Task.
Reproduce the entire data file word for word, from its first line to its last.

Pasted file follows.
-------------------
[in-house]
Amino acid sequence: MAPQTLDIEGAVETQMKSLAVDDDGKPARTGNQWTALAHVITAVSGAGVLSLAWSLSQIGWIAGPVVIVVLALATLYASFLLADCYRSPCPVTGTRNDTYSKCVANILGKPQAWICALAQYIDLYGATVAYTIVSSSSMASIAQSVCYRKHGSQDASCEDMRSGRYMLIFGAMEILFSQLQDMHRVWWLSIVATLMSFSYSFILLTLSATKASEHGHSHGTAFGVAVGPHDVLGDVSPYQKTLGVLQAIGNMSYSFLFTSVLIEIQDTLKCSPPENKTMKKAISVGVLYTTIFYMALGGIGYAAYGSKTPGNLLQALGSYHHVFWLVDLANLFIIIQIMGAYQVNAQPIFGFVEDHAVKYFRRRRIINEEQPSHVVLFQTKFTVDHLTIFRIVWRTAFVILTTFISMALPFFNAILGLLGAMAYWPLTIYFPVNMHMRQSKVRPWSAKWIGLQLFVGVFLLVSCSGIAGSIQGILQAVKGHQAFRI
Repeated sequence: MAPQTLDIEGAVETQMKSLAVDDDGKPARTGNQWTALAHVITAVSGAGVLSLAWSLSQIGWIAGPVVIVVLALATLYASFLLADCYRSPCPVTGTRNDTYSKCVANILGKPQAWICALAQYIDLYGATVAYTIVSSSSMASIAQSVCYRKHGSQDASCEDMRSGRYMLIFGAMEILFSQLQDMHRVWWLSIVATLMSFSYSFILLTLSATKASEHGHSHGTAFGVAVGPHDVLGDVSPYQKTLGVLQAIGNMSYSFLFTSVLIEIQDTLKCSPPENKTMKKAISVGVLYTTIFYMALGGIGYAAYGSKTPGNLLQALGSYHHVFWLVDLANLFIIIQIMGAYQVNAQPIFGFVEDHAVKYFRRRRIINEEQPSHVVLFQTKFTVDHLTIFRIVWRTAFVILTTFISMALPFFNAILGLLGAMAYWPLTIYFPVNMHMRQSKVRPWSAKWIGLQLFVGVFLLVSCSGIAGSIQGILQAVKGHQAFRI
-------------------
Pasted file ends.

[in-house]
Amino acid sequence: MAPQTLDIEGAVETQMKSLAVDDDGKPARTGNQWTALAHVITAVSGAGVLSLAWSLSQIGWIAGPVVIVVLALATLYASFLLADCYRSPCPVTGTRNDTYSKCVANILGKPQAWICALAQYIDLYGATVAYTIVSSSSMASIAQSVCYRKHGSQDASCEDMRSGRYMLIFGAMEILFSQLQDMHRVWWLSIVATLMSFSYSFILLTLSATKASEHGHSHGTAFGVAVGPHDVLGDVSPYQKTLGVLQAIGNMSYSFLFTSVLIEIQDTLKCSPPENKTMKKAISVGVLYTTIFYMALGGIGYAAYGSKTPGNLLQALGSYHHVFWLVDLANLFIIIQIMGAYQVNAQPIFGFVEDHAVKYFRRRRIINEEQPSHVVLFQTKFTVDHLTIFRIVWRTAFVILTTFISMALPFFNAILGLLGAMAYWPLTIYFPVNMHMRQSKVRPWSAKWIGLQLFVGVFLLVSCSGIAGSIQGILQAVKGHQAFRI
Repeated sequence: MAPQTLDIEGAVETQMKSLAVDDDGKPARTGNQWTALAHVITAVSGAGVLSLAWSLSQIGWIAGPVVIVVLALATLYASFLLADCYRSPCPVTGTRNDTYSKCVANILGKPQAWICALAQYIDLYGATVAYTIVSSSSMASIAQSVCYRKHGSQDASCEDMRSGRYMLIFGAMEILFSQLQDMHRVWWLSIVATLMSFSYSFILLTLSATKASEHGHSHGTAFGVAVGPHDVLGDVSPYQKTLGVLQAIGNMSYSFLFTSVLIEIQDTLKCSPPENKTMKKAISVGVLYTTIFYMALGGIGYAAYGSKTPGNLLQALGSYHHVFWLVDLANLFIIIQIMGAYQVNAQPIFGFVEDHAVKYFRRRRIINEEQPSHVVLFQTKFTVDHLTIFRIVWRTAFVILTTFISMALPFFNAILGLLGAMAYWPLTIYFPVNMHMRQSKVRPWSAKWIGLQLFVGVFLLVSCSGIAGSIQGILQAVKGHQAFRI